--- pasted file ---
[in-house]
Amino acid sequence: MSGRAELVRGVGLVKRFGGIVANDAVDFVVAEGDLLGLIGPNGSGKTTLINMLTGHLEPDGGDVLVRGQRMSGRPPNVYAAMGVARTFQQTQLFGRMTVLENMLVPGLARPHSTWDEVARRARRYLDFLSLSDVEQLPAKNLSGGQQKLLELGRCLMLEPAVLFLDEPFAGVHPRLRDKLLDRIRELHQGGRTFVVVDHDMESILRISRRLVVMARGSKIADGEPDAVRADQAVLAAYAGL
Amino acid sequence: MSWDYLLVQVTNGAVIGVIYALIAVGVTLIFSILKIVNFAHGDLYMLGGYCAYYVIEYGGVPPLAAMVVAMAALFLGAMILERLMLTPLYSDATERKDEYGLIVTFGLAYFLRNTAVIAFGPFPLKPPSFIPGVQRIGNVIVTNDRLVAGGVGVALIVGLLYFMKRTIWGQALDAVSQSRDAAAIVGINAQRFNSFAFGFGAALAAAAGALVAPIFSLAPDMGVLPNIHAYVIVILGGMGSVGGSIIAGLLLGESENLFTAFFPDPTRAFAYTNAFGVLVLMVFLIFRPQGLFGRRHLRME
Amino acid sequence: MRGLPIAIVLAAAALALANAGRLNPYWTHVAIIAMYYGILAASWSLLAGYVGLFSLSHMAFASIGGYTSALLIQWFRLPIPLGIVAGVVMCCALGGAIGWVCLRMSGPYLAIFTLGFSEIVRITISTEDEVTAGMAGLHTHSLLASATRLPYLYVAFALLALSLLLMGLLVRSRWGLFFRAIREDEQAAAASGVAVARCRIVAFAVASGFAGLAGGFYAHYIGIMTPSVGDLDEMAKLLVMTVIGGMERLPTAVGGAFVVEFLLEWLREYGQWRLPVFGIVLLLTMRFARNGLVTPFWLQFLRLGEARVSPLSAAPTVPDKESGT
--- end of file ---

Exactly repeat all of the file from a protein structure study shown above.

[in-house]
Amino acid sequence: MSGRAELVRGVGLVKRFGGIVANDAVDFVVAEGDLLGLIGPNGSGKTTLINMLTGHLEPDGGDVLVRGQRMSGRPPNVYAAMGVARTFQQTQLFGRMTVLENMLVPGLARPHSTWDEVARRARRYLDFLSLSDVEQLPAKNLSGGQQKLLELGRCLMLEPAVLFLDEPFAGVHPRLRDKLLDRIRELHQGGRTFVVVDHDMESILRISRRLVVMARGSKIADGEPDAVRADQAVLAAYAGL
Amino acid sequence: MSWDYLLVQVTNGAVIGVIYALIAVGVTLIFSILKIVNFAHGDLYMLGGYCAYYVIEYGGVPPLAAMVVAMAALFLGAMILERLMLTPLYSDATERKDEYGLIVTFGLAYFLRNTAVIAFGPFPLKPPSFIPGVQRIGNVIVTNDRLVAGGVGVALIVGLLYFMKRTIWGQALDAVSQSRDAAAIVGINAQRFNSFAFGFGAALAAAAGALVAPIFSLAPDMGVLPNIHAYVIVILGGMGSVGGSIIAGLLLGESENLFTAFFPDPTRAFAYTNAFGVLVLMVFLIFRPQGLFGRRHLRME
Amino acid sequence: MRGLPIAIVLAAAALALANAGRLNPYWTHVAIIAMYYGILAASWSLLAGYVGLFSLSHMAFASIGGYTSALLIQWFRLPIPLGIVAGVVMCCALGGAIGWVCLRMSGPYLAIFTLGFSEIVRITISTEDEVTAGMAGLHTHSLLASATRLPYLYVAFALLALSLLLMGLLVRSRWGLFFRAIREDEQAAAASGVAVARCRIVAFAVASGFAGLAGGFYAHYIGIMTPSVGDLDEMAKLLVMTVIGGMERLPTAVGGAFVVEFLLEWLREYGQWRLPVFGIVLLLTMRFARNGLVTPFWLQFLRLGEARVSPLSAAPTVPDKESGT